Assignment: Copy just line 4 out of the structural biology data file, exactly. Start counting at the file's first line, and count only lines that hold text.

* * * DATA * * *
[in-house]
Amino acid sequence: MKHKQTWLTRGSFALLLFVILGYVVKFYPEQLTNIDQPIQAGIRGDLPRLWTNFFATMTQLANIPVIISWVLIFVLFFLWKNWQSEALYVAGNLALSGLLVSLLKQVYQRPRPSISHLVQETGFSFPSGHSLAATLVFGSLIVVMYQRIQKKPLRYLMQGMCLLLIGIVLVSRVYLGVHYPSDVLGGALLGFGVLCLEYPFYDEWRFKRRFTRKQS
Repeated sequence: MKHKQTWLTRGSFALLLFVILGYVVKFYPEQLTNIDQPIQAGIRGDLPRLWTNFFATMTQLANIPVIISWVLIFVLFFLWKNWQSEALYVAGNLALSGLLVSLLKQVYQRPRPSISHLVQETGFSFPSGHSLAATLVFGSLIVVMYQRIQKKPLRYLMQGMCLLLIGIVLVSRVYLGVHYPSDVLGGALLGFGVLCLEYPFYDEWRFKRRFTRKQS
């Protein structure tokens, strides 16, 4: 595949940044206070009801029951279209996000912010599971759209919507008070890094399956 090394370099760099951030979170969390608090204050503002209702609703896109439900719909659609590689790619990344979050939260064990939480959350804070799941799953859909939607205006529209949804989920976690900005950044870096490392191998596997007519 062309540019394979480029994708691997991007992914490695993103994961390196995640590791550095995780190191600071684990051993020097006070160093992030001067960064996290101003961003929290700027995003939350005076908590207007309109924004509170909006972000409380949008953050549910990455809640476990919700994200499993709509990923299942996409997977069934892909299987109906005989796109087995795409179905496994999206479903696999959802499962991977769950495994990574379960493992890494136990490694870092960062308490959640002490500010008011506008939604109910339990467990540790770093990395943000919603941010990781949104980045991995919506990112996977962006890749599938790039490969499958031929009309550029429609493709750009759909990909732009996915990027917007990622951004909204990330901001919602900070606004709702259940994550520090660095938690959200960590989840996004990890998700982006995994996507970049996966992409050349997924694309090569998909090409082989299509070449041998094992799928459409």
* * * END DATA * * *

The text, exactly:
């Protein structure tokens, strides 16, 4: 595949940044206070009801029951279209996000912010599971759209919507008070890094399956 090394370099760099951030979170969390608090204050503002209702609703896109439900719909659609590689790619990344979050939260064990939480959350804070799941799953859909939607205006529209949804989920976690900005950044870096490392191998596997007519 062309540019394979480029994708691997991007992914490695993103994961390196995640590791550095995780190191600071684990051993020097006070160093992030001067960064996290101003961003929290700027995003939350005076908590207007309109924004509170909006972000409380949008953050549910990455809640476990919700994200499993709509990923299942996409997977069934892909299987109906005989796109087995795409179905496994999206479903696999959802499962991977769950495994990574379960493992890494136990490694870092960062308490959640002490500010008011506008939604109910339990467990540790770093990395943000919603941010990781949104980045991995919506990112996977962006890749599938790039490969499958031929009309550029429609493709750009759909990909732009996915990027917007990622951004909204990330901001919602900070606004709702259940994550520090660095938690959200960590989840996004990890998700982006995994996507970049996966992409050349997924694309090569998909090409082989299509070449041998094992799928459409």